SOIL IMPROVEMENT: IMPROVING SOIL QUALITY IN YOUR GARDEN

This article is a guide to making the soil in your garden as ideal as possible for what you are planning to grow. A good soil is the number one factor is creating a thriving garden.

GENERAL TIPS FOR MAINTAINING A GOOD SOIL

An example of a good looking soil

Regular addition of organic matter is the best thing you can do to improve soil quality. This will improve soil structure, improve water and nutrient retention, protect from erosion, reduce soil compaction, and encourage a healthy and diverse ecosystem within your soil.

Some ways to increase organic matter: leaving crop residue, growing cover crops, adding compost or manure, minimizing tilling, and mulching.

If the soil is bare or has minimal growth, cover it with a tarp. This will prevent erosion from wind and rain, and avoid drying and crusting.

Prevent the soil from getting compacted from too much traffic. A compact soil reduces space for air, water, and roots to grow. This is hard to fix once it happens, so prevention is key.

Promote diversity in your garden. This will help reduce pest problems, and balance nutrients in the soil.

TYPES OF SOIL- AND HOW TO IMPROVE THEM

There are 5 types of soil you may encounter: silty, loam, sandy, clay and chalky.

Silty and loam are generally good soils for growing, and require less work.

Sandy soils don’t hold on to nutrients well, so you’ll need to constantly supply it with fresh organic matter in the form of compost/fertilizer.

Clay soils are very compact. The best thing to do with clay soils is add lots of rotting organic matter in the fall, and let it seep in over the winter.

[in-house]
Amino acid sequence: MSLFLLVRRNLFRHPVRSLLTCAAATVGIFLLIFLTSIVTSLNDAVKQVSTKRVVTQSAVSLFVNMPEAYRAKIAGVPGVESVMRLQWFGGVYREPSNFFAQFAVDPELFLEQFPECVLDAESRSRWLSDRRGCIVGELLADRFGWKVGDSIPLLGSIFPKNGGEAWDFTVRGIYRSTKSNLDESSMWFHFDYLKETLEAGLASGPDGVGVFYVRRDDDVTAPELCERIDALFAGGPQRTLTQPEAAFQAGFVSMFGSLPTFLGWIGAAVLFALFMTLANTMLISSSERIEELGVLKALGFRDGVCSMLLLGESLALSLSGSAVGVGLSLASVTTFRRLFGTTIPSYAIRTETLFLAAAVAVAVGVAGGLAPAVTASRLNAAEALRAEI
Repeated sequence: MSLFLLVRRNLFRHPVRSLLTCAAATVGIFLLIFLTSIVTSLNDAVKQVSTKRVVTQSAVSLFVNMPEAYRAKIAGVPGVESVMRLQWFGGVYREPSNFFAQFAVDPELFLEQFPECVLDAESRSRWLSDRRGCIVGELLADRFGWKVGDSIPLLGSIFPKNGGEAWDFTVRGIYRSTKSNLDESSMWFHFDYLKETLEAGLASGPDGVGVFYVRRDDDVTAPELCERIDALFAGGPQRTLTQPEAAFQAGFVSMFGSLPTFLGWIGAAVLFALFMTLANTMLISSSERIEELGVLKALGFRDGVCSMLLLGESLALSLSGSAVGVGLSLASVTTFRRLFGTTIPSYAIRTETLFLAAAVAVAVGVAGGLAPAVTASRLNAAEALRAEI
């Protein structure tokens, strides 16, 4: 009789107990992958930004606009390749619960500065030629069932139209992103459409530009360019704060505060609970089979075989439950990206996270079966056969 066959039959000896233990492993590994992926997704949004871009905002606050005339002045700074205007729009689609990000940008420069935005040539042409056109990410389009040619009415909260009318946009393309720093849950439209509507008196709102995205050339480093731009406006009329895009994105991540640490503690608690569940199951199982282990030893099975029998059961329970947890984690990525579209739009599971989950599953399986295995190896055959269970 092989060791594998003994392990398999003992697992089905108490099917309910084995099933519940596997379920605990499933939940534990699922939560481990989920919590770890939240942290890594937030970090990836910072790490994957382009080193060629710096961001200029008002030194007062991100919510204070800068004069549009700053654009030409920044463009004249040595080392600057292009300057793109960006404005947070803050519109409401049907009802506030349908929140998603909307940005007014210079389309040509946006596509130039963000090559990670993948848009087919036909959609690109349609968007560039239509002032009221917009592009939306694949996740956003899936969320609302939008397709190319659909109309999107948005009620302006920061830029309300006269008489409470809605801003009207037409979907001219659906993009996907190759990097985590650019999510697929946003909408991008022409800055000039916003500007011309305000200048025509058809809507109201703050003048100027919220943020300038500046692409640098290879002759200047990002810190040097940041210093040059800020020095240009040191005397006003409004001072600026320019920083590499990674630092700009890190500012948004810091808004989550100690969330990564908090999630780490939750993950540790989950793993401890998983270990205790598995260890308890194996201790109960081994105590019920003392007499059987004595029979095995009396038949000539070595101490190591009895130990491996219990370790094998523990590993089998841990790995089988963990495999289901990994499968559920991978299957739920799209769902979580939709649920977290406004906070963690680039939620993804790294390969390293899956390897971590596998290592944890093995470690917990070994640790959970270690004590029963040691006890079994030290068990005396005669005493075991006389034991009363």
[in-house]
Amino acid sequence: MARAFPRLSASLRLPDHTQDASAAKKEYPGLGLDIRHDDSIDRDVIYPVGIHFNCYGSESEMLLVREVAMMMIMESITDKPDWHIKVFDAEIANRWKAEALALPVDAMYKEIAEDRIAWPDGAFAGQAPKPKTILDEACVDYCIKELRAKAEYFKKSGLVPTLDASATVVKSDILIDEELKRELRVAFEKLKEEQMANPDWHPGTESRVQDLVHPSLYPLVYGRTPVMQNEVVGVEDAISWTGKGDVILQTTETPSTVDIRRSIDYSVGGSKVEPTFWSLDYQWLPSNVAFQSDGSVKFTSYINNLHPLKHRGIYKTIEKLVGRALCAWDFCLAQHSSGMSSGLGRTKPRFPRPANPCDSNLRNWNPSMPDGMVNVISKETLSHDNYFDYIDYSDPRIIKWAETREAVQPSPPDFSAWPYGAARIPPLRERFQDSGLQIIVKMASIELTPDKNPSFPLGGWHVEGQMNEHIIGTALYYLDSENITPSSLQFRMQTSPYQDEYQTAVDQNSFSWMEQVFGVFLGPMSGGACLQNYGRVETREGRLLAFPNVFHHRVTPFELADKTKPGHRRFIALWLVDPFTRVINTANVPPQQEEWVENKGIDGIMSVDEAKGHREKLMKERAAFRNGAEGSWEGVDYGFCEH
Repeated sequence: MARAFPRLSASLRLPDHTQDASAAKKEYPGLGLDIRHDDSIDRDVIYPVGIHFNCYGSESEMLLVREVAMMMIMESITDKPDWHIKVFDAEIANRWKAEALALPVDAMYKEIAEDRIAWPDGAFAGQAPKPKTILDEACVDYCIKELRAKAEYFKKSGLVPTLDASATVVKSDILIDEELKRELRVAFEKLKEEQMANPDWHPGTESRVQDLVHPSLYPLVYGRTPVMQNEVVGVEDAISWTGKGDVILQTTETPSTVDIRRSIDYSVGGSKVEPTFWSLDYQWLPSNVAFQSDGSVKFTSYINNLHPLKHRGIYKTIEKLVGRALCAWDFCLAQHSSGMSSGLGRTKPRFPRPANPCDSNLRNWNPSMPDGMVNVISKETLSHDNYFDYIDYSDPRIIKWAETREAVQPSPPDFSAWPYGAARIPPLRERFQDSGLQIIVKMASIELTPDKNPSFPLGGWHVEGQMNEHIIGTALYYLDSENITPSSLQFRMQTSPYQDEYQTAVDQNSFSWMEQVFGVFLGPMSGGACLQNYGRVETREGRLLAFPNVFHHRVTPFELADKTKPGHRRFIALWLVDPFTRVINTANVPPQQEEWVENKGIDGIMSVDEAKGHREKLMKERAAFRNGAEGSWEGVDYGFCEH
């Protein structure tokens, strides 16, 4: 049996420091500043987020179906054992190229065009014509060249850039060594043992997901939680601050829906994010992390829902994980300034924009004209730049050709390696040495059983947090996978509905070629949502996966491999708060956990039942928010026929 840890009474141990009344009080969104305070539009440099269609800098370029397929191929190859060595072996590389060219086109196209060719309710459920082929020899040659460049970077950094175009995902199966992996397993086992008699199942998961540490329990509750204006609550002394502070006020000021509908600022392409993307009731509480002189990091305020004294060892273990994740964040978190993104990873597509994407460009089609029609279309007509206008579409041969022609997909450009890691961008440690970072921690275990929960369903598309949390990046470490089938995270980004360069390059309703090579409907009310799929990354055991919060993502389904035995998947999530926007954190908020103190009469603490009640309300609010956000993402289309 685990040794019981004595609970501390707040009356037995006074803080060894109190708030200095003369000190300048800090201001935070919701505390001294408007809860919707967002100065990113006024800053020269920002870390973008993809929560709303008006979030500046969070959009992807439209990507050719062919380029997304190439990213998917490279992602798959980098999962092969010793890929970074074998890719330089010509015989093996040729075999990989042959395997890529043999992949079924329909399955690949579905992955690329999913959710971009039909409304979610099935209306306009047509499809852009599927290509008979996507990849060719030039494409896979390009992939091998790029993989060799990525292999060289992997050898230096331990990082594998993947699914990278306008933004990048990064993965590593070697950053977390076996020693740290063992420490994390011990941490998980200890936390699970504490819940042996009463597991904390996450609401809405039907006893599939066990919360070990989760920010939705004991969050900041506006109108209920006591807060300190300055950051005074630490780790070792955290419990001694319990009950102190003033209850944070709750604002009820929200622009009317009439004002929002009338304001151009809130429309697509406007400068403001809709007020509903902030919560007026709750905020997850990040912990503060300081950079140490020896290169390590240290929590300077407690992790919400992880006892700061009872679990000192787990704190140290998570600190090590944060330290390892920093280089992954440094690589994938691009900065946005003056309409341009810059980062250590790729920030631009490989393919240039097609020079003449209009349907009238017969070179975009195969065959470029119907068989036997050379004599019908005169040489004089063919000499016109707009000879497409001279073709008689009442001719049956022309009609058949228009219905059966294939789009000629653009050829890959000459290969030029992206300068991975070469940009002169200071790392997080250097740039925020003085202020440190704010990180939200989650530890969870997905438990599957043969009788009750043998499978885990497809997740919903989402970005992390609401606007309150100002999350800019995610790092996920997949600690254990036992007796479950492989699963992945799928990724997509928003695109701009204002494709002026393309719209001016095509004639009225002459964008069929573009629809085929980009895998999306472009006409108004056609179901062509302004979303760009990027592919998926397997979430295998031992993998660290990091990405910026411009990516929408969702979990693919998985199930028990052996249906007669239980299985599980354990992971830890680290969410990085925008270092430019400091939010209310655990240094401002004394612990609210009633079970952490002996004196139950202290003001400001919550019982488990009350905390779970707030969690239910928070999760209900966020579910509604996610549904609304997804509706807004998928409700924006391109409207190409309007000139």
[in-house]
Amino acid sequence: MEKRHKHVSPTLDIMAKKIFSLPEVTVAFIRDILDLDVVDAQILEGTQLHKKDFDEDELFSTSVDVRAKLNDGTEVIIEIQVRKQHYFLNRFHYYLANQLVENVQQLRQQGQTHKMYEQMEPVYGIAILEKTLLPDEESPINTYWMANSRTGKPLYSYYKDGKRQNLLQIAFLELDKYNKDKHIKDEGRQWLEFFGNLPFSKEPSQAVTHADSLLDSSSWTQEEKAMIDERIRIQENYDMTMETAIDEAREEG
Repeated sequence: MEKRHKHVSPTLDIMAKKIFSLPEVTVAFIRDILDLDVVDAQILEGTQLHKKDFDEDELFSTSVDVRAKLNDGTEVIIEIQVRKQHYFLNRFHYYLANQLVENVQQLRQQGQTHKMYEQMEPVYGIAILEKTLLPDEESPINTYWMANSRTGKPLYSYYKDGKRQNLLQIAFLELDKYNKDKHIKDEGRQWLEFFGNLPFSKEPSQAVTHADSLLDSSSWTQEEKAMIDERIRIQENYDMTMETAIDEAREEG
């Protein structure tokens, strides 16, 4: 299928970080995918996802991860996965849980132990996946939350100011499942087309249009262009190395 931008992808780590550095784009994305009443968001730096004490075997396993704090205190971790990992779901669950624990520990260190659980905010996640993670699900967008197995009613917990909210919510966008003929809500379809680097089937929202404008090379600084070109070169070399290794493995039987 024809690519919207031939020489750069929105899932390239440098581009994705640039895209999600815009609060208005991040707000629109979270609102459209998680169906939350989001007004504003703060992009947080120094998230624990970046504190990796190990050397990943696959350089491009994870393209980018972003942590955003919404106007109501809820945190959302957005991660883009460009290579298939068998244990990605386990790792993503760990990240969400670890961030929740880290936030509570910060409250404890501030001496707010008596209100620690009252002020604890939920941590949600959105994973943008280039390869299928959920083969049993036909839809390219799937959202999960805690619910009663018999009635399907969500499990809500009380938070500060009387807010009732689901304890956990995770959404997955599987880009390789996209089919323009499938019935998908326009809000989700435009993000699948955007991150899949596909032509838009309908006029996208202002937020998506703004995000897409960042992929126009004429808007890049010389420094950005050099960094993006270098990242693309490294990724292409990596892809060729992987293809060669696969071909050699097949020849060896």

Chalky soils are the worst for growing- they’re highly alkaline, which leads to mineral deficiencies. The best thing to do is add bulky organic matter to improve water and nutrient retention. You can also try techniques that will change the pH balance of your soil.

Techniques… such as these…

CHANGING pH LEVELS

Plants need a pretty specific pH level in the soil for them to prosper. Most will want a neutral soil, although some prefer a slightly acidic or alkaline soil. Luckily there are ways to change the pH of a soil to make it more accommodating to your plants. There are many soil testing kits available at gardening centers, so you can test your soil before planting.

If your soil is too acidic, adding ground lime will make it more alkaline.

If your soil is too alkaline, adding aluminum sulphate or sulphur to the soil will make it more acidic.

Remember that these effects are temporary, so you’ll need to constantly supplement your soil to maintain the pH level.

SOIL SUPPLEMENTS

All soils need 3 nutrients- nitrogen, phosphorous and potassium. Organic fertilizers, compost and manure are high in these.

Calcium and magnesium may need to be supplemented as well. Adding a dolomitic limestone supplement will add both.

Trace nutrients such as iron, boron, copper, molybdenum, zinc may need to be supplemented as well.

Hooray for worms!

CREEPY CRAWLIES

Mycorrhize is a fungus that can be added and helps plants absorb more nutrients and water.

Worms are a gardener’s best friend. They eat organic matter, and distribute it throughout the soil. They also help speed up the composting process.

Chemical pest control is a double edged sword- it kills the bad critters, but also kills the good ones, too. They will mess with the balance of your soil, so it’s usually best to go organic unless in extreme circumstances.

FOR RELATED ARTICLES, CHECK OUT COMPOSTING 101 AND HOW TO LAY A MULCH FOR YOUR GARDEN.

Good luck and stay prepared!

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